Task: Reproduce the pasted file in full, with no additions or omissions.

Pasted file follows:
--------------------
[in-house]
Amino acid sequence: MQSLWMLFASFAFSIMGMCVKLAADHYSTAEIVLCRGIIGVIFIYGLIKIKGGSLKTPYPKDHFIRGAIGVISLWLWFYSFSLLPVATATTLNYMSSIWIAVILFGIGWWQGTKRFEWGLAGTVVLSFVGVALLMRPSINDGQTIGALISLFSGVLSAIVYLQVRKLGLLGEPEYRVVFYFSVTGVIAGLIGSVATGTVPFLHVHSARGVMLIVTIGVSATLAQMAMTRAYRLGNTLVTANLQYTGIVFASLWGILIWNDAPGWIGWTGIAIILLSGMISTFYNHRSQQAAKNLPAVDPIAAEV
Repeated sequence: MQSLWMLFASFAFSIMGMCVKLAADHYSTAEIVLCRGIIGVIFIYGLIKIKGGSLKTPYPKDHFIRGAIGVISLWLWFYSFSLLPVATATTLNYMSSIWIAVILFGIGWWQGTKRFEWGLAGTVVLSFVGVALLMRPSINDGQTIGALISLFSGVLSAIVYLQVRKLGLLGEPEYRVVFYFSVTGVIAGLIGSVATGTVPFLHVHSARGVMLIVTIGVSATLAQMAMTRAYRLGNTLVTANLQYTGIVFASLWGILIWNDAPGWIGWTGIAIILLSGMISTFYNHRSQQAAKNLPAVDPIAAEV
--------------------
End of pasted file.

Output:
[in-house]
Amino acid sequence: MQSLWMLFASFAFSIMGMCVKLAADHYSTAEIVLCRGIIGVIFIYGLIKIKGGSLKTPYPKDHFIRGAIGVISLWLWFYSFSLLPVATATTLNYMSSIWIAVILFGIGWWQGTKRFEWGLAGTVVLSFVGVALLMRPSINDGQTIGALISLFSGVLSAIVYLQVRKLGLLGEPEYRVVFYFSVTGVIAGLIGSVATGTVPFLHVHSARGVMLIVTIGVSATLAQMAMTRAYRLGNTLVTANLQYTGIVFASLWGILIWNDAPGWIGWTGIAIILLSGMISTFYNHRSQQAAKNLPAVDPIAAEV
Repeated sequence: MQSLWMLFASFAFSIMGMCVKLAADHYSTAEIVLCRGIIGVIFIYGLIKIKGGSLKTPYPKDHFIRGAIGVISLWLWFYSFSLLPVATATTLNYMSSIWIAVILFGIGWWQGTKRFEWGLAGTVVLSFVGVALLMRPSINDGQTIGALISLFSGVLSAIVYLQVRKLGLLGEPEYRVVFYFSVTGVIAGLIGSVATGTVPFLHVHSARGVMLIVTIGVSATLAQMAMTRAYRLGNTLVTANLQYTGIVFASLWGILIWNDAPGWIGWTGIAIILLSGMISTFYNHRSQQAAKNLPAVDPIAAEV